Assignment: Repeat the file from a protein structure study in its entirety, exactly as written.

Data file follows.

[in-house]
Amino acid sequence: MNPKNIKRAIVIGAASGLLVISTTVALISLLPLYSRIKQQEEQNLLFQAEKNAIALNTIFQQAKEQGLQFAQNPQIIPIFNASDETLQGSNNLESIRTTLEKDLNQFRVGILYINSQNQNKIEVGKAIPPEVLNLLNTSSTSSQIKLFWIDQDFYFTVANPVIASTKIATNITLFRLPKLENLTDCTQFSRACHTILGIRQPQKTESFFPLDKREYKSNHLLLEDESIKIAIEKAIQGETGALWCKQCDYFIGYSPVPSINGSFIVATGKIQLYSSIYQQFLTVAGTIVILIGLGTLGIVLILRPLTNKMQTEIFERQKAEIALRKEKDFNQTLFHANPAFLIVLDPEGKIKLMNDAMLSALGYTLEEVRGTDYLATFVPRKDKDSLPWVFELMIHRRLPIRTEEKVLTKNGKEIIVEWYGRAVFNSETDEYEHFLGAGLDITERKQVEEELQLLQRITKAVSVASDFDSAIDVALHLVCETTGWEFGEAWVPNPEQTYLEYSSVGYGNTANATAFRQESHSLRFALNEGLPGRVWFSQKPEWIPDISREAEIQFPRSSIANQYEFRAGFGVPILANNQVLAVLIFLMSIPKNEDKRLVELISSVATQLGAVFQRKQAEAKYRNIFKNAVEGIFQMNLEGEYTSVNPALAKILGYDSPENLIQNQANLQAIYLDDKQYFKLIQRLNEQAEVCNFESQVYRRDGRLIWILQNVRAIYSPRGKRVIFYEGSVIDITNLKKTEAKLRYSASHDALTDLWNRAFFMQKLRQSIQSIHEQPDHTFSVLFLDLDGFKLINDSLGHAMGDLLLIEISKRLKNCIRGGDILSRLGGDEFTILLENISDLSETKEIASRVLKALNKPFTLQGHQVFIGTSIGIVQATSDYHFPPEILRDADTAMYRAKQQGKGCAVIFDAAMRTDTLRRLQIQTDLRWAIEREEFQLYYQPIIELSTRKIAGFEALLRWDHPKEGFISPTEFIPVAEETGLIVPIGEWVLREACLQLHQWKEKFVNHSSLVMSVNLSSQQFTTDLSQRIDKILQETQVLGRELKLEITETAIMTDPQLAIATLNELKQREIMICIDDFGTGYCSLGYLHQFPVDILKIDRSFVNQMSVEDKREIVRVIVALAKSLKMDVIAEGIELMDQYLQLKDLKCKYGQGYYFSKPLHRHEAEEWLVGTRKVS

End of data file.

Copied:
[in-house]
Amino acid sequence: MNPKNIKRAIVIGAASGLLVISTTVALISLLPLYSRIKQQEEQNLLFQAEKNAIALNTIFQQAKEQGLQFAQNPQIIPIFNASDETLQGSNNLESIRTTLEKDLNQFRVGILYINSQNQNKIEVGKAIPPEVLNLLNTSSTSSQIKLFWIDQDFYFTVANPVIASTKIATNITLFRLPKLENLTDCTQFSRACHTILGIRQPQKTESFFPLDKREYKSNHLLLEDESIKIAIEKAIQGETGALWCKQCDYFIGYSPVPSINGSFIVATGKIQLYSSIYQQFLTVAGTIVILIGLGTLGIVLILRPLTNKMQTEIFERQKAEIALRKEKDFNQTLFHANPAFLIVLDPEGKIKLMNDAMLSALGYTLEEVRGTDYLATFVPRKDKDSLPWVFELMIHRRLPIRTEEKVLTKNGKEIIVEWYGRAVFNSETDEYEHFLGAGLDITERKQVEEELQLLQRITKAVSVASDFDSAIDVALHLVCETTGWEFGEAWVPNPEQTYLEYSSVGYGNTANATAFRQESHSLRFALNEGLPGRVWFSQKPEWIPDISREAEIQFPRSSIANQYEFRAGFGVPILANNQVLAVLIFLMSIPKNEDKRLVELISSVATQLGAVFQRKQAEAKYRNIFKNAVEGIFQMNLEGEYTSVNPALAKILGYDSPENLIQNQANLQAIYLDDKQYFKLIQRLNEQAEVCNFESQVYRRDGRLIWILQNVRAIYSPRGKRVIFYEGSVIDITNLKKTEAKLRYSASHDALTDLWNRAFFMQKLRQSIQSIHEQPDHTFSVLFLDLDGFKLINDSLGHAMGDLLLIEISKRLKNCIRGGDILSRLGGDEFTILLENISDLSETKEIASRVLKALNKPFTLQGHQVFIGTSIGIVQATSDYHFPPEILRDADTAMYRAKQQGKGCAVIFDAAMRTDTLRRLQIQTDLRWAIEREEFQLYYQPIIELSTRKIAGFEALLRWDHPKEGFISPTEFIPVAEETGLIVPIGEWVLREACLQLHQWKEKFVNHSSLVMSVNLSSQQFTTDLSQRIDKILQETQVLGRELKLEITETAIMTDPQLAIATLNELKQREIMICIDDFGTGYCSLGYLHQFPVDILKIDRSFVNQMSVEDKREIVRVIVALAKSLKMDVIAEGIELMDQYLQLKDLKCKYGQGYYFSKPLHRHEAEEWLVGTRKVS